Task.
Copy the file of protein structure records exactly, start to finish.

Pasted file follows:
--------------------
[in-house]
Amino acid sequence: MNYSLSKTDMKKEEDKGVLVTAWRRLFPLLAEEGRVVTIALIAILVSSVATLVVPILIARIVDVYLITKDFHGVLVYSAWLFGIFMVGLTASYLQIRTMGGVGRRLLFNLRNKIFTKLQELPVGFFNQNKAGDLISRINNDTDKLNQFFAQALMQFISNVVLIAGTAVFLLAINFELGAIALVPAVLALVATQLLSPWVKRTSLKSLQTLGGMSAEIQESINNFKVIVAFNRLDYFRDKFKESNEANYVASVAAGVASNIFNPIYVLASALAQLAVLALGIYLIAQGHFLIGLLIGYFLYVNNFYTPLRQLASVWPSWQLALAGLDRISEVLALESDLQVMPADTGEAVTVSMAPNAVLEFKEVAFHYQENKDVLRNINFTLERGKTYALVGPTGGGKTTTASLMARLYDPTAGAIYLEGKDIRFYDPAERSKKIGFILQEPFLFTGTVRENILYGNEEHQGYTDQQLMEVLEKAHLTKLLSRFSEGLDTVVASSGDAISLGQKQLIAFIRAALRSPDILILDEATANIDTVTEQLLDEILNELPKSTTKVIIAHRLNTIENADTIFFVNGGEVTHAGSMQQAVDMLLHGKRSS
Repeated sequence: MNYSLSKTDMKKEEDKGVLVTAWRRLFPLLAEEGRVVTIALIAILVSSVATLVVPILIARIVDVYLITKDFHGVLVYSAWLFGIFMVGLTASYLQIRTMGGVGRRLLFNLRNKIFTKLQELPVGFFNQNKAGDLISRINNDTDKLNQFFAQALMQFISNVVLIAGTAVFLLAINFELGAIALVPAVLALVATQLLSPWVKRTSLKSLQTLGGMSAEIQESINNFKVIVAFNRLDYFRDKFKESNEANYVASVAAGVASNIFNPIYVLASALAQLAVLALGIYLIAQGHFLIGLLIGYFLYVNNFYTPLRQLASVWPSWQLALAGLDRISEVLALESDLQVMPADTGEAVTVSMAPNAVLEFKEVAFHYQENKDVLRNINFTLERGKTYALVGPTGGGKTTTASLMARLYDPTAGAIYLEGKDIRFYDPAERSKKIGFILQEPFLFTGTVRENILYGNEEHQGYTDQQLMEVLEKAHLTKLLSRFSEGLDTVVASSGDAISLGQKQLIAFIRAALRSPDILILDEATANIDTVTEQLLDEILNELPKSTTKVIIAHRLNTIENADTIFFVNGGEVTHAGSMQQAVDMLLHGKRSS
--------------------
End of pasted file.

[in-house]
Amino acid sequence: MNYSLSKTDMKKEEDKGVLVTAWRRLFPLLAEEGRVVTIALIAILVSSVATLVVPILIARIVDVYLITKDFHGVLVYSAWLFGIFMVGLTASYLQIRTMGGVGRRLLFNLRNKIFTKLQELPVGFFNQNKAGDLISRINNDTDKLNQFFAQALMQFISNVVLIAGTAVFLLAINFELGAIALVPAVLALVATQLLSPWVKRTSLKSLQTLGGMSAEIQESINNFKVIVAFNRLDYFRDKFKESNEANYVASVAAGVASNIFNPIYVLASALAQLAVLALGIYLIAQGHFLIGLLIGYFLYVNNFYTPLRQLASVWPSWQLALAGLDRISEVLALESDLQVMPADTGEAVTVSMAPNAVLEFKEVAFHYQENKDVLRNINFTLERGKTYALVGPTGGGKTTTASLMARLYDPTAGAIYLEGKDIRFYDPAERSKKIGFILQEPFLFTGTVRENILYGNEEHQGYTDQQLMEVLEKAHLTKLLSRFSEGLDTVVASSGDAISLGQKQLIAFIRAALRSPDILILDEATANIDTVTEQLLDEILNELPKSTTKVIIAHRLNTIENADTIFFVNGGEVTHAGSMQQAVDMLLHGKRSS
Repeated sequence: MNYSLSKTDMKKEEDKGVLVTAWRRLFPLLAEEGRVVTIALIAILVSSVATLVVPILIARIVDVYLITKDFHGVLVYSAWLFGIFMVGLTASYLQIRTMGGVGRRLLFNLRNKIFTKLQELPVGFFNQNKAGDLISRINNDTDKLNQFFAQALMQFISNVVLIAGTAVFLLAINFELGAIALVPAVLALVATQLLSPWVKRTSLKSLQTLGGMSAEIQESINNFKVIVAFNRLDYFRDKFKESNEANYVASVAAGVASNIFNPIYVLASALAQLAVLALGIYLIAQGHFLIGLLIGYFLYVNNFYTPLRQLASVWPSWQLALAGLDRISEVLALESDLQVMPADTGEAVTVSMAPNAVLEFKEVAFHYQENKDVLRNINFTLERGKTYALVGPTGGGKTTTASLMARLYDPTAGAIYLEGKDIRFYDPAERSKKIGFILQEPFLFTGTVRENILYGNEEHQGYTDQQLMEVLEKAHLTKLLSRFSEGLDTVVASSGDAISLGQKQLIAFIRAALRSPDILILDEATANIDTVTEQLLDEILNELPKSTTKVIIAHRLNTIENADTIFFVNGGEVTHAGSMQQAVDMLLHGKRSS